In addition to threatening a Regina subburb with a serious spill, the pipeline path travels near Buffalo Pound Lake and crosses the South Saskatchewan River (which are critical drinking water sources for several communities) and passes through agricultural land dependent on their wells and watersheds. The pipeline path also goes directly through Saskatchewan’s Great Sand Hills. As a native of the Nebraska Sandhills, this is a familiar landscape to me. The risks to soil and groundwater are great due to the high sensitivity of sand to disturbance and the great potential for the infiltration of chemicals during a spill. Just as in Nebraska, there has been no significant study done on the impacts of tar sands chemicals on groundwater, nor a thorough assessment of how diluted bitumen behaves differently than conventional crude oil when spilled into water.
I learned that in the Prairies landowners are being given the impression that things are already said and done. That the original easements signed, in some cases 40 years ago, apply to this new use. That’s outrageous. If I were rancher here, I’d be demanding a copy of the original easement, combing through it carefully and finding out what strategies I have for challenging this. It is unreasonable to think a 40 year old contract for a natural gas pipeline applies to a converted pipeline carrying oil including diluted bitumen.
We know from the experience with the Kalamazoo River Michigan spill that diluted bitumen can sink when spilled in water, sticking to everything it touches. Over 4 years and a billion dollars spent, submerged bitumen remains.
I get the sense that farmers and ranchers in the Prairies are feeling powerless and isolated, just like we did, at first. This can be overcome. Because of the efforts of many opposed to the project, TransCanada was forced to change their proposed pipeline route in Nebraska. It still poses an unacceptable threat to the Sandhills and the Ogallala aquifer, so we will continue to fight it.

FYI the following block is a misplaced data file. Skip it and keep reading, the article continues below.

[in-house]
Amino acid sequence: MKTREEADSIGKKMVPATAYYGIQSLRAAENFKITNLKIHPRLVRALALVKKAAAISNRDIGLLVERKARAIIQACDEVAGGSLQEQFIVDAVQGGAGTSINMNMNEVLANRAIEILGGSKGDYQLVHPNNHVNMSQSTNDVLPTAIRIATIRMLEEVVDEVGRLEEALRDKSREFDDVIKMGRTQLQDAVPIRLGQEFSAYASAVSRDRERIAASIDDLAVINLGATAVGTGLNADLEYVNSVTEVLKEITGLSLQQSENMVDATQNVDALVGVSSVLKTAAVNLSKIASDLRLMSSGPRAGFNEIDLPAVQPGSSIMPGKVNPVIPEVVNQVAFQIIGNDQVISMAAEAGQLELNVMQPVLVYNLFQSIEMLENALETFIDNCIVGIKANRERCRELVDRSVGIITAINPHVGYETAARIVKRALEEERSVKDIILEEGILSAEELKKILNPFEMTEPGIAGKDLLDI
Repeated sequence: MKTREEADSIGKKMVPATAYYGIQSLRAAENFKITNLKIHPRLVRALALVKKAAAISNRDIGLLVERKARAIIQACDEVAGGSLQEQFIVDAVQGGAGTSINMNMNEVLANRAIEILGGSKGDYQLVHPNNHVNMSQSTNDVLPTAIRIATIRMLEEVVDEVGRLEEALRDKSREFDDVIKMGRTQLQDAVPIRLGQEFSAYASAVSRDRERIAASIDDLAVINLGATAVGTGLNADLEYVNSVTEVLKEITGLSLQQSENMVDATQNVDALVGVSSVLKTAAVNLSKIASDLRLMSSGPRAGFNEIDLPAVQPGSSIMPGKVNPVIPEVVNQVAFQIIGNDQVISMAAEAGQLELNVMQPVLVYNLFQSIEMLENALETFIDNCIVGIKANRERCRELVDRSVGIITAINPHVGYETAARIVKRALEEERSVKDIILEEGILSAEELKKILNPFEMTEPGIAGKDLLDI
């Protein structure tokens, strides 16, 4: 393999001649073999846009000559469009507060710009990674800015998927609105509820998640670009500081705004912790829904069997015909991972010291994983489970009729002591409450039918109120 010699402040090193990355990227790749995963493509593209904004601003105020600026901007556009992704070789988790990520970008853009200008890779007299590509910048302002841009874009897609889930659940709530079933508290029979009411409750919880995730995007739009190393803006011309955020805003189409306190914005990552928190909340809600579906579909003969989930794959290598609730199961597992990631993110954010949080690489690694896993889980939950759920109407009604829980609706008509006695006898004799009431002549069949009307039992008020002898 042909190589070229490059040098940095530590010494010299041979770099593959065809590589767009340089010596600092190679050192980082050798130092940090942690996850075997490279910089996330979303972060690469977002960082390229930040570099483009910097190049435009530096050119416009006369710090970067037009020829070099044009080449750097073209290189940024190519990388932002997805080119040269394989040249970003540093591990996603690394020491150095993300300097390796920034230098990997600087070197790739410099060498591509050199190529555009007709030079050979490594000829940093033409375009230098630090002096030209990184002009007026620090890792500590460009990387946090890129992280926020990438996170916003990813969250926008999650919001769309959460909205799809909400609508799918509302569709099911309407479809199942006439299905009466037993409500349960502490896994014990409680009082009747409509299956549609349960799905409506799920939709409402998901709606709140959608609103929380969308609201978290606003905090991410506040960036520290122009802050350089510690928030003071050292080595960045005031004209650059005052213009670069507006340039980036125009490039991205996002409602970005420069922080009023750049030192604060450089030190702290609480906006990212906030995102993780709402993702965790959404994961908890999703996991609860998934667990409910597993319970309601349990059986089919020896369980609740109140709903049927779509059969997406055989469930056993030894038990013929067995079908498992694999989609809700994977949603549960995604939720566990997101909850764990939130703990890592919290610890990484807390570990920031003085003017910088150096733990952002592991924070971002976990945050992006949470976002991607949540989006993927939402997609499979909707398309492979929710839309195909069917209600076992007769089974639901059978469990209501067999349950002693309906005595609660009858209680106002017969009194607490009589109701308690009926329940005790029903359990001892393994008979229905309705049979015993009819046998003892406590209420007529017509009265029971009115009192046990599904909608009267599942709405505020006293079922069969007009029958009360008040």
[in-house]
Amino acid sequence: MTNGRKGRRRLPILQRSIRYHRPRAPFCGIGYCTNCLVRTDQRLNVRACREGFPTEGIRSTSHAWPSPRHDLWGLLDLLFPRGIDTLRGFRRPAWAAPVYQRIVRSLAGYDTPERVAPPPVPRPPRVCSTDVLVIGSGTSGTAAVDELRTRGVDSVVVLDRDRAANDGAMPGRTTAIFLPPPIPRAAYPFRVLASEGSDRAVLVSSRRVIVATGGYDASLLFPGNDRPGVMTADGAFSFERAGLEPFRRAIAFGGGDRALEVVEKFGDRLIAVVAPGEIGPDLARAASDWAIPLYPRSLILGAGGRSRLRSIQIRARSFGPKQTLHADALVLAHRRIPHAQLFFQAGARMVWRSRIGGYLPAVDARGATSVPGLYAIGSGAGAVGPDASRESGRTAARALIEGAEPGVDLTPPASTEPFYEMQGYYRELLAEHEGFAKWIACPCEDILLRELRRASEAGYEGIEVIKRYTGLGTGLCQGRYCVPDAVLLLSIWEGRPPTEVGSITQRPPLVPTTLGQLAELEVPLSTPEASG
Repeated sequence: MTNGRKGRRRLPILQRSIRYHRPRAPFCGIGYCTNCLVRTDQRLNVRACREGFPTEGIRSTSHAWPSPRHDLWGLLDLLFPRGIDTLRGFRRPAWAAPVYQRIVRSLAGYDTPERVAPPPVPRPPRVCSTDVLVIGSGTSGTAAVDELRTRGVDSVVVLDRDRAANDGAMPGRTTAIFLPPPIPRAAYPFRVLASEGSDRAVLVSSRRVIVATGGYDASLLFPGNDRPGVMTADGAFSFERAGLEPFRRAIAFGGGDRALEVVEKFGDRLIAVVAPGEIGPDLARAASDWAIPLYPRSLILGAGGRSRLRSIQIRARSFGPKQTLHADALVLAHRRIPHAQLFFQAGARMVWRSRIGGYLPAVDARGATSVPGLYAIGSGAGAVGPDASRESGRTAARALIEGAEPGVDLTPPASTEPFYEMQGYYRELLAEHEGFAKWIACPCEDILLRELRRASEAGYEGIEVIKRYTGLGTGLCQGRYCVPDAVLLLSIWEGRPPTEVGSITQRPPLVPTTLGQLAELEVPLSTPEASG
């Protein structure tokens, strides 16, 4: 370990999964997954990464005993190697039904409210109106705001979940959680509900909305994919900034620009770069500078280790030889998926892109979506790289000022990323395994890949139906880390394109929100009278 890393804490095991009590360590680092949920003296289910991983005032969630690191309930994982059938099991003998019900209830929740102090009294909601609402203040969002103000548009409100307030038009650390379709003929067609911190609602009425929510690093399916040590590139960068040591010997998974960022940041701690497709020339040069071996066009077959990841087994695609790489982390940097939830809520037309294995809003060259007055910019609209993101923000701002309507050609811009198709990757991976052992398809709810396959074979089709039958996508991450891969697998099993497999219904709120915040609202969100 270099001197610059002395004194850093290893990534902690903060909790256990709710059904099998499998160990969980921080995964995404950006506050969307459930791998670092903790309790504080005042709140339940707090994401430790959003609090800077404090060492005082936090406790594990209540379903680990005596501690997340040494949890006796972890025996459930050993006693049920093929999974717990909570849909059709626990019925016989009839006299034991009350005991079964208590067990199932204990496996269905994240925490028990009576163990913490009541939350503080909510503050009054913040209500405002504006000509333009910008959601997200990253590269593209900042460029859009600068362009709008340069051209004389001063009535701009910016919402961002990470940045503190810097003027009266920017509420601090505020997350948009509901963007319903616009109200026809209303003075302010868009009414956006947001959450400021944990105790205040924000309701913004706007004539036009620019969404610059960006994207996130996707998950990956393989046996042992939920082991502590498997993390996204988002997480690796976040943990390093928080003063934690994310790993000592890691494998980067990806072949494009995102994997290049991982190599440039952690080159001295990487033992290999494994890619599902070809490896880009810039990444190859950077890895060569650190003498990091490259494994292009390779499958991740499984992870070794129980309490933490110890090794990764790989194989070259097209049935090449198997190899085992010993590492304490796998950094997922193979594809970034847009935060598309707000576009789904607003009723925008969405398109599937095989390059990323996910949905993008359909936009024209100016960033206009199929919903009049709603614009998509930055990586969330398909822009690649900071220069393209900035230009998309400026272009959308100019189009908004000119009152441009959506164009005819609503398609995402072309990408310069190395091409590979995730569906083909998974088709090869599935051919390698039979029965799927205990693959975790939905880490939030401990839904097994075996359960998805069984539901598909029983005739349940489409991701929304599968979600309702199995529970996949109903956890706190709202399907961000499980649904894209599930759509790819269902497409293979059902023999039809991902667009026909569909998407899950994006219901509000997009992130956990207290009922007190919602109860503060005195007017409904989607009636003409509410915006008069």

As well, we have a case before the Nebraska Supreme Court pitting three Nebraska landowners protecting their land against an irresponsible Nebraskan law attempting to fast-track the pipeline route approval process. The law has already been ruled unconstitutional by a lower district court. So currently, TransCanada has no legal route through Nebraska.
We’ve joined farmers, ranchers, and tribal communities from along the pipeline route to form the Cowboy Indian Alliance. This past September, we rode our horses into Washington, D.C., and set up camp near the White House to tell President Obama to reject the pipeline. We’ve stood beside people of all stripes in the 400,000-strong People’s Climate March in New York denouncing the pipeline’s unacceptable climate pollution.
Keystone XL was originally portrayed as a project in all of our interests, a straightforward decision. We have now seen years of delays that have doubled TransCanada’s costs and mobilized millions of Americans in defense of our land, our water and a better, brighter future without fossil fuels.
The Canadian Prairies tour introduced me to many talented and resolute people who are working together to protect their land, water and property rights. From farmers to First Nations elders, from the city of Winnipeg to the wind-swept Sandhills of Saskatchewan, it is clear that people will come together and fight to keep their drinking water and their homes from being endangered and exploited by an export pipeline that benefits a few wealthy corporations at the expense of many Canadians.